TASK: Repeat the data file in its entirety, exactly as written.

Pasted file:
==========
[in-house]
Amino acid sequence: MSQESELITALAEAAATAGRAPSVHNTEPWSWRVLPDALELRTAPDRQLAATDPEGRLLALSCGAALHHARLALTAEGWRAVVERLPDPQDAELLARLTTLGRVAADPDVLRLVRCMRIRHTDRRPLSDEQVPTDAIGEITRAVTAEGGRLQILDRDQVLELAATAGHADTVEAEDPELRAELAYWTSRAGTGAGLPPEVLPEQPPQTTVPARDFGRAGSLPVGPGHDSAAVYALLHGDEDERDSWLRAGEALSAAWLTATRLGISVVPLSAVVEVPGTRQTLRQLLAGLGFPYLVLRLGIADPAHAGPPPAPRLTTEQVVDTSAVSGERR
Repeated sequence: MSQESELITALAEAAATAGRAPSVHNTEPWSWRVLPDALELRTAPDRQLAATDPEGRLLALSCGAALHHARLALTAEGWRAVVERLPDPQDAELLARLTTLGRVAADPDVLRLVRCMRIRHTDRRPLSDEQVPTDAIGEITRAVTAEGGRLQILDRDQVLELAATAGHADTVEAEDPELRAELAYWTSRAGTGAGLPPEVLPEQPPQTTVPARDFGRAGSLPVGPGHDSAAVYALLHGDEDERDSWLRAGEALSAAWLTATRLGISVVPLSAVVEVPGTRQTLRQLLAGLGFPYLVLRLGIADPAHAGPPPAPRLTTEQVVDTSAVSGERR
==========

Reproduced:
[in-house]
Amino acid sequence: MSQESELITALAEAAATAGRAPSVHNTEPWSWRVLPDALELRTAPDRQLAATDPEGRLLALSCGAALHHARLALTAEGWRAVVERLPDPQDAELLARLTTLGRVAADPDVLRLVRCMRIRHTDRRPLSDEQVPTDAIGEITRAVTAEGGRLQILDRDQVLELAATAGHADTVEAEDPELRAELAYWTSRAGTGAGLPPEVLPEQPPQTTVPARDFGRAGSLPVGPGHDSAAVYALLHGDEDERDSWLRAGEALSAAWLTATRLGISVVPLSAVVEVPGTRQTLRQLLAGLGFPYLVLRLGIADPAHAGPPPAPRLTTEQVVDTSAVSGERR
Repeated sequence: MSQESELITALAEAAATAGRAPSVHNTEPWSWRVLPDALELRTAPDRQLAATDPEGRLLALSCGAALHHARLALTAEGWRAVVERLPDPQDAELLARLTTLGRVAADPDVLRLVRCMRIRHTDRRPLSDEQVPTDAIGEITRAVTAEGGRLQILDRDQVLELAATAGHADTVEAEDPELRAELAYWTSRAGTGAGLPPEVLPEQPPQTTVPARDFGRAGSLPVGPGHDSAAVYALLHGDEDERDSWLRAGEALSAAWLTATRLGISVVPLSAVVEVPGTRQTLRQLLAGLGFPYLVLRLGIADPAHAGPPPAPRLTTEQVVDTSAVSGERR